Is It Illegal to Drive Barefoot? (2024)

Reviewed By Adam Ramirez, J.D.


Read in 5 mins

Many people vehemently believe that driving barefoot is illegal. But is it illegal to drive barefoot in any state? You may be surprised to learn that no state in the U.S. explicitly requires drivers to wear footwear while operating a motor vehicle. But if you ask a room full of licensed drivers, "Is driving barefoot illegal?" you will almost certainly hear a chorus of affirmative replies.

Is It Illegal to Drive Without Shoes?

There is a common myth in the United States that driving barefoot is illegal. However, no state in the USA has laws explicitly requiring drivers to wear shoes or other footwear while driving a non-commercial vehicle. Does this mean it is illegal to drive barefoot?

In 1994, Jason Heimbaugh decided to find out for sure. He wrote to the department of motor vehicles for every state and the District of Columbia to make sure no obscure law, provision or accepted interpretation outlawed the practice. Eventually, all 50 states and Washington, D.C. confirmed that barefoot driving is allowed by law. No state (or the District of Columbia) has passed a law banning the practice since then.

There are few exceptions, however.

  • The Federal Motor Carriers Safety Administration (FMCSA) requires commercial truck drivers to wear shoes or boots that facilitate a secure grip on the pedals and offer adequate foot care and foot support.
  • Taxi cab drivers may be required to wear shoes under state or local regulations (such as Connecticut's Taxicab Rules of Operation).

If you are a commercial driver, you may be required to wear shoes pursuant to your local health and safety codes, company policies, professional license terms or operating contracts.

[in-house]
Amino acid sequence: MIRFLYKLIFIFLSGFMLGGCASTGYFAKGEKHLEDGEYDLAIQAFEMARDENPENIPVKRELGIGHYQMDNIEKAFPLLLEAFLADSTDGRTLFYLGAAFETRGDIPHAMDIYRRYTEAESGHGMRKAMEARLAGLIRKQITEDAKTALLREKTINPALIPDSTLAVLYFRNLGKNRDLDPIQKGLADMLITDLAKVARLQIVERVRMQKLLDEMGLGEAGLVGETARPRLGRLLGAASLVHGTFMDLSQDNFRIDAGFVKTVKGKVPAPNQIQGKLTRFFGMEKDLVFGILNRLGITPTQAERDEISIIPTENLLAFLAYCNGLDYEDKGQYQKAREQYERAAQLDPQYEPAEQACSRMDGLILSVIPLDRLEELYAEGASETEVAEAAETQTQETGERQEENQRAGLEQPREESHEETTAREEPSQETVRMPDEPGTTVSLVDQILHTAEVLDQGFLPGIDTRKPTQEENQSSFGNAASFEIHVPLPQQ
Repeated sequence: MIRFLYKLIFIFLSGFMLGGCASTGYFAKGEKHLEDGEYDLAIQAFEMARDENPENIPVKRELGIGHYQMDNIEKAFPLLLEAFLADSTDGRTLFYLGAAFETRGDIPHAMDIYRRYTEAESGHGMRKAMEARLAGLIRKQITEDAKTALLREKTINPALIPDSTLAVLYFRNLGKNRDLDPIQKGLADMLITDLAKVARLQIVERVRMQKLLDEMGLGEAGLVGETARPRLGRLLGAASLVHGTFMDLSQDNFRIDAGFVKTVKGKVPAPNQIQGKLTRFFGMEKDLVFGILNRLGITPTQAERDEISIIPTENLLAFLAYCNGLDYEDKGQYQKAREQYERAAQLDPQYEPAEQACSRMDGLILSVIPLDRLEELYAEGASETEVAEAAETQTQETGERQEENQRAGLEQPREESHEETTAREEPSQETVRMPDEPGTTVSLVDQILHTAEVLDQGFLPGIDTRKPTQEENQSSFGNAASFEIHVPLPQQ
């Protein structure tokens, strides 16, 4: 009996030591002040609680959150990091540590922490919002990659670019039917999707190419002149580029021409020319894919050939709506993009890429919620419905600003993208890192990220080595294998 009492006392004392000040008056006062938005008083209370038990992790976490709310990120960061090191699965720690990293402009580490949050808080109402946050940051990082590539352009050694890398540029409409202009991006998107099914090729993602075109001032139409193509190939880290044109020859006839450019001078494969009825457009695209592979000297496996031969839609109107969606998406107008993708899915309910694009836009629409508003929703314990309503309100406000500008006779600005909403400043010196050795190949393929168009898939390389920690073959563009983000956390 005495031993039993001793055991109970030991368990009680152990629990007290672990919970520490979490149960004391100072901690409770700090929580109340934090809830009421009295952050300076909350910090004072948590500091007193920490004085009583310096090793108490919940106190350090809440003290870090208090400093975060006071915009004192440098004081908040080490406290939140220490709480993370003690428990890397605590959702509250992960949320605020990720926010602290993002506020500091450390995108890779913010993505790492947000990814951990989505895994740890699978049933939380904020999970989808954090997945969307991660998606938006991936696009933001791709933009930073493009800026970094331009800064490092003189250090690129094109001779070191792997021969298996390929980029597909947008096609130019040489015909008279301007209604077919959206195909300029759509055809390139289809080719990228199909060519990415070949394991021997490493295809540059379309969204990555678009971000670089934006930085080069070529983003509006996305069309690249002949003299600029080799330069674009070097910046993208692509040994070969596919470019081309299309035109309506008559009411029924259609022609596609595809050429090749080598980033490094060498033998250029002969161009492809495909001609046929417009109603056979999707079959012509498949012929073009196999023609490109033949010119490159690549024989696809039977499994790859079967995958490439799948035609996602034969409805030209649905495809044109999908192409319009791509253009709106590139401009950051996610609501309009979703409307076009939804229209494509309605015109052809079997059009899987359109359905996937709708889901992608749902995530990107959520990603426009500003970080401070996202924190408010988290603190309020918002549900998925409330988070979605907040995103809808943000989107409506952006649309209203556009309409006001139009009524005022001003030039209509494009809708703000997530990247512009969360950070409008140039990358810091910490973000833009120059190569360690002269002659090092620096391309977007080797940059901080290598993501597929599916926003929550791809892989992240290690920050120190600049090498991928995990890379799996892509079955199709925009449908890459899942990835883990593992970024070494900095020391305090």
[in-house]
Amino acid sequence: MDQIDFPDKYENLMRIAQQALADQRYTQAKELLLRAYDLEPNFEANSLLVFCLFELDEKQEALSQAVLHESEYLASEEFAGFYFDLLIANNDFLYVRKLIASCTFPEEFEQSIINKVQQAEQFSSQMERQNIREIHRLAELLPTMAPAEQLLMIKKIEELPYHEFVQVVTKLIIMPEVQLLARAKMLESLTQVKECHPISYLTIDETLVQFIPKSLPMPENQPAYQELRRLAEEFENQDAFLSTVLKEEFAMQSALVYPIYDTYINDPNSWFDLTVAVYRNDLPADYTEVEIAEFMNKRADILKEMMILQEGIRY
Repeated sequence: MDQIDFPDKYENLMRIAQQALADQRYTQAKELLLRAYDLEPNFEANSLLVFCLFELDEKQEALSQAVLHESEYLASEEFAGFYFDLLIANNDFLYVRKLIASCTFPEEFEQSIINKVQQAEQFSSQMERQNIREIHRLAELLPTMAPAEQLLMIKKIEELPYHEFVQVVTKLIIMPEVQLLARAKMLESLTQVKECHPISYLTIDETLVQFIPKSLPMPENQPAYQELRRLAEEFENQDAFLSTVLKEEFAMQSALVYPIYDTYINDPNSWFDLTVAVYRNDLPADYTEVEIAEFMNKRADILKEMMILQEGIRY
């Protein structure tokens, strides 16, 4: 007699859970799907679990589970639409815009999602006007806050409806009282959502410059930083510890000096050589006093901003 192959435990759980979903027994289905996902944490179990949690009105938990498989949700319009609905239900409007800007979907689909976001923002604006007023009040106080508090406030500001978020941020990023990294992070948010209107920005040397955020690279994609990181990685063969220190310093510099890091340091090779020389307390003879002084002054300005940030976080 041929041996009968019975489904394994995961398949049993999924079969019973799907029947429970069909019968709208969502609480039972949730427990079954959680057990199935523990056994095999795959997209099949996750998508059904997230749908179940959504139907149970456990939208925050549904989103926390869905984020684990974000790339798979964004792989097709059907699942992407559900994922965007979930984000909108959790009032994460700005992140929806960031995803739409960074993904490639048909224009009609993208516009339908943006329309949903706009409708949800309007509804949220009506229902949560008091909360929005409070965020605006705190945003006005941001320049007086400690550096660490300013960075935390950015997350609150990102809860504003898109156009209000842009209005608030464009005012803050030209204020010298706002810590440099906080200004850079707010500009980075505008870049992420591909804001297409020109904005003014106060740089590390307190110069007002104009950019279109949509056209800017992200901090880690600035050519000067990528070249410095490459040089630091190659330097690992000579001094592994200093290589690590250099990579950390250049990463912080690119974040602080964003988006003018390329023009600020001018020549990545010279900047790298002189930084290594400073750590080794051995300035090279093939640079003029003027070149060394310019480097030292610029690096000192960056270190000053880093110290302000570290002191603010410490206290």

Is It Against the Law to Drive Barefoot?

Even though it's not illegal to drive barefoot per se, many states have provisions requiring drivers to maintain proper control of their vehicle. A shoe or flip-flop kicked off next to the driver's feet can interfere with their ability to operate both pedals safely. If driving without shoes leads to reckless driving or a collision, the driver could be cited for failing to control their vehicle, negligent driving or reckless driving.

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Is it Illegal to Drive Barefoot in Any State or City?

Cities, towns and municipalities also have the power to regulate drivers more strictly within their boundaries than state laws provide. For example:

  • In New York City, it is illegal to turn right at a red light, except at certain intersections in Staten Island with posted signs allowing right turns on red.
  • In Minnetonka, Minnesota, driving a truck or other vehicle whose wheels or tires deposit mud, dirt, sticky substances, litter or other material on any street or highway can be cited as a public nuisance.
  • Tire screeching, drifting, drag racing, loud radio playing and other noisy or disruptive road activities are prohibited in many municipal areas.